In contrast, inmates collaterally challenging their convictions often raise substantial legal questions that do have meaningful legal significance. The stakes are much higher because a victory could mean immediate freedom from a prison sentence and a record clean of the conviction. Additionally, their challenges do not involve the authority of correctional officials in any way. Cf. Sweazea v. Missouri Bd. of Probation & Parole, 742 F.2d 482, 483 (8th Cir.1984) (state inmate, whose presumptive parole date was set above applicable guidelines by state parole board, failed to state equal protection claim based on his belief that *611 other inmates who had committed crimes arguably worse than he had committed were assigned parole dates earlier than his, as he was not similarly situated with those against whom he was comparing himself).

Based on these dissimilarities, we conclude similar treatment is not required under either the federal or state constitutions. A rational basis does exist for the different statutes of limitation in Iowa Code section 663 A. 3.

IV. Due Process.

Bruns next contends that the correctional officials did not advise him of the ninety-day statute of limitations in section 663 A. 3. He claims this failure violated his due process rights under the Fourteenth Amendment to the United States Constitution and under article I, section 9 of the Iowa Constitution. Like equal protection we usually deem the federal and state due process clauses to be identical in scope, import, and purpose. Harden v. State, 434 N.W.2d 881, 886 (Iowa 1989). The federal due process clause prohibits states from "depriv[ing] any person of life, liberty, or property without due process of law." U.S. Const. amend. XIV, § 1. The Iowa due process clause mandates that "no person shall be deprived of life, liberty, or property, without due process of law." Iowa Const. art. I, § 9.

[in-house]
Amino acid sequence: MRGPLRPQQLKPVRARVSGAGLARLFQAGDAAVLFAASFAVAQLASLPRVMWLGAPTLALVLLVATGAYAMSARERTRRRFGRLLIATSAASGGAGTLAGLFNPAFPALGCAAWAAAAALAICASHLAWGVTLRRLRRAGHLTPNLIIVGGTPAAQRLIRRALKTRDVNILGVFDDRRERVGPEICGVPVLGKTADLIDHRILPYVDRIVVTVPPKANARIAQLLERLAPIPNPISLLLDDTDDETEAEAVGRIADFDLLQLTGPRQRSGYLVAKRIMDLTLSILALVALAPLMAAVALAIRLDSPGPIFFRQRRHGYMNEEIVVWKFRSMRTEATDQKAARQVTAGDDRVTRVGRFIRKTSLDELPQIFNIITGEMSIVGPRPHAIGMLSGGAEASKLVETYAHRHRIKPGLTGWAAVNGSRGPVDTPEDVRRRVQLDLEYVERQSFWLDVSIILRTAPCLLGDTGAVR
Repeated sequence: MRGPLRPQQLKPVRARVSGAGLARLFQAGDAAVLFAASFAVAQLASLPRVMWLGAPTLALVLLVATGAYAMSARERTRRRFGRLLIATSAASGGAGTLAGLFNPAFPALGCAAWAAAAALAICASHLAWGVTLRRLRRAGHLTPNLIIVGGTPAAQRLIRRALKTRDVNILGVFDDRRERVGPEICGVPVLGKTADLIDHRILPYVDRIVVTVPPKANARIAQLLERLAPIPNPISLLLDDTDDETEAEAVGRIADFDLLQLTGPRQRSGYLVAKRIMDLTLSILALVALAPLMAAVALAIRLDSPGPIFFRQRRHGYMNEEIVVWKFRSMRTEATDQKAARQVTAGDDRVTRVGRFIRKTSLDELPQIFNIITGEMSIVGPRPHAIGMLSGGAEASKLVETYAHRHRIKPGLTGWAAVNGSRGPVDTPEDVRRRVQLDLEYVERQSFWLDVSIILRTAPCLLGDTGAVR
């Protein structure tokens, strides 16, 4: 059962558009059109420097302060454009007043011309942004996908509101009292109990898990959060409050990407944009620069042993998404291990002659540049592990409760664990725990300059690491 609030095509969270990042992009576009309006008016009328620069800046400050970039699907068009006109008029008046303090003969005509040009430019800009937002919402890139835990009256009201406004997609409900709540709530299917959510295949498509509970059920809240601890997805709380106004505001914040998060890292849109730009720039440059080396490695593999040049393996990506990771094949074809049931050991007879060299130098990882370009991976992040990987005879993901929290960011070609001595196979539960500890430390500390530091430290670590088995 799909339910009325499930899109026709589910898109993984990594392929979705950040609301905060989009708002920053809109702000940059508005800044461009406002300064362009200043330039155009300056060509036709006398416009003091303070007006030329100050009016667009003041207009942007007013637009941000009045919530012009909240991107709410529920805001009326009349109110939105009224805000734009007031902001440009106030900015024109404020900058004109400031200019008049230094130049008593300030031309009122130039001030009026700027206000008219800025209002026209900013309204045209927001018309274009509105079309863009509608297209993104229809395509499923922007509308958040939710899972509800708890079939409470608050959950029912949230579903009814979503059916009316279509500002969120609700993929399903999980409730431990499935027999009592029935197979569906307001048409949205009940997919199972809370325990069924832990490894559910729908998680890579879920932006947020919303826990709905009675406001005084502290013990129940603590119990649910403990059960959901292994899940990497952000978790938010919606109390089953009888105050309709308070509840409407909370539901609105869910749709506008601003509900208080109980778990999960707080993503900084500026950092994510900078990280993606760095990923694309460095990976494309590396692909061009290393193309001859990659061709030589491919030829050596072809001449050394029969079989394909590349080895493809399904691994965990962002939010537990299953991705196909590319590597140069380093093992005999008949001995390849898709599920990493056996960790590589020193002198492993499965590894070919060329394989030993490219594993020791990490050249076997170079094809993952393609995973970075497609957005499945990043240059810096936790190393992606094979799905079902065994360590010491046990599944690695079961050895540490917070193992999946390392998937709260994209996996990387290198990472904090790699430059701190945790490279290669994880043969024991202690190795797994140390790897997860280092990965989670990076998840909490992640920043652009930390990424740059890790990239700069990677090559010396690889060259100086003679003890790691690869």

Inmates, such as Bruns, claiming a due process violation under the federal Due Process Clause must show that they have been deprived of some protected liberty or property interest by arbitrary government action. See Williams v. Lane, 851 F.2d 867, 879 (7th Cir.1988). Because he is incarcerated, Bruns has a limited due process right. The extent of this limited due process right is governed by Wolff v. McDonnell, 418 U.S. 539, 94 S. Ct. 2963, 41 L. Ed. 2d 935 (1974). Wolff sets out the minimum requirements of procedural due process for inmates in prison disciplinary proceedings. The reason for this limited due process right is that

[p]rison disciplinary proceedings are not part of a criminal prosecution, and the full panoply of rights due a defendant in such proceedings does not apply. In sum, there must be mutual accommodation between institutional needs and objectives and the provisions of the Constitution that are of general application.

Id. at 556, 94 S. Ct. at 2975, 41 L. Ed. 2d at 951 (citation omitted). See also Hewitt v. Helms, 459 U.S. 460, 467, 103 S. Ct. 864, 869, 74 L. Ed. 2d 675, 685 (1983) ("lawfully incarcerated persons retain only a narrow range of protected liberty interests").